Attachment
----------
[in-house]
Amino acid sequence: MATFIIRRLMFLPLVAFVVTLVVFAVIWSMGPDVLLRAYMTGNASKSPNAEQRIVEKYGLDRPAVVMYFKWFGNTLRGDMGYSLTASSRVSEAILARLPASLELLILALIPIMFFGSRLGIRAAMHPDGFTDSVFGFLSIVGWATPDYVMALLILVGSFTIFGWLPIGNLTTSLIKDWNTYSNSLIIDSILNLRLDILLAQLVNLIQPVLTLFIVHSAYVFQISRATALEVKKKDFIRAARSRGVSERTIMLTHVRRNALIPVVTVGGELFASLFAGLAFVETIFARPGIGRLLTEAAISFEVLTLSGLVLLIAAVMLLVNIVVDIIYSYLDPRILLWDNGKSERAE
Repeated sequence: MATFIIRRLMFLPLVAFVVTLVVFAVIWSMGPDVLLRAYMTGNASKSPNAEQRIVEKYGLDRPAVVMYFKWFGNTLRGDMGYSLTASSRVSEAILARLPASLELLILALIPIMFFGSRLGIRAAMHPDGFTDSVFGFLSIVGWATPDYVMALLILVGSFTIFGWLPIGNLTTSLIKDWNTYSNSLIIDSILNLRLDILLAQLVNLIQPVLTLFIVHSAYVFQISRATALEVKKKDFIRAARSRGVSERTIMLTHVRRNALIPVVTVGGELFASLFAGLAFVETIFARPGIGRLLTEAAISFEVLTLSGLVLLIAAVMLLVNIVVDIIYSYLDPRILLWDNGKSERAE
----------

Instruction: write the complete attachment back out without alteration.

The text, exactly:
[in-house]
Amino acid sequence: MATFIIRRLMFLPLVAFVVTLVVFAVIWSMGPDVLLRAYMTGNASKSPNAEQRIVEKYGLDRPAVVMYFKWFGNTLRGDMGYSLTASSRVSEAILARLPASLELLILALIPIMFFGSRLGIRAAMHPDGFTDSVFGFLSIVGWATPDYVMALLILVGSFTIFGWLPIGNLTTSLIKDWNTYSNSLIIDSILNLRLDILLAQLVNLIQPVLTLFIVHSAYVFQISRATALEVKKKDFIRAARSRGVSERTIMLTHVRRNALIPVVTVGGELFASLFAGLAFVETIFARPGIGRLLTEAAISFEVLTLSGLVLLIAAVMLLVNIVVDIIYSYLDPRILLWDNGKSERAE
Repeated sequence: MATFIIRRLMFLPLVAFVVTLVVFAVIWSMGPDVLLRAYMTGNASKSPNAEQRIVEKYGLDRPAVVMYFKWFGNTLRGDMGYSLTASSRVSEAILARLPASLELLILALIPIMFFGSRLGIRAAMHPDGFTDSVFGFLSIVGWATPDYVMALLILVGSFTIFGWLPIGNLTTSLIKDWNTYSNSLIIDSILNLRLDILLAQLVNLIQPVLTLFIVHSAYVFQISRATALEVKKKDFIRAARSRGVSERTIMLTHVRRNALIPVVTVGGELFASLFAGLAFVETIFARPGIGRLLTEAAISFEVLTLSGLVLLIAAVMLLVNIVVDIIYSYLDPRILLWDNGKSERAE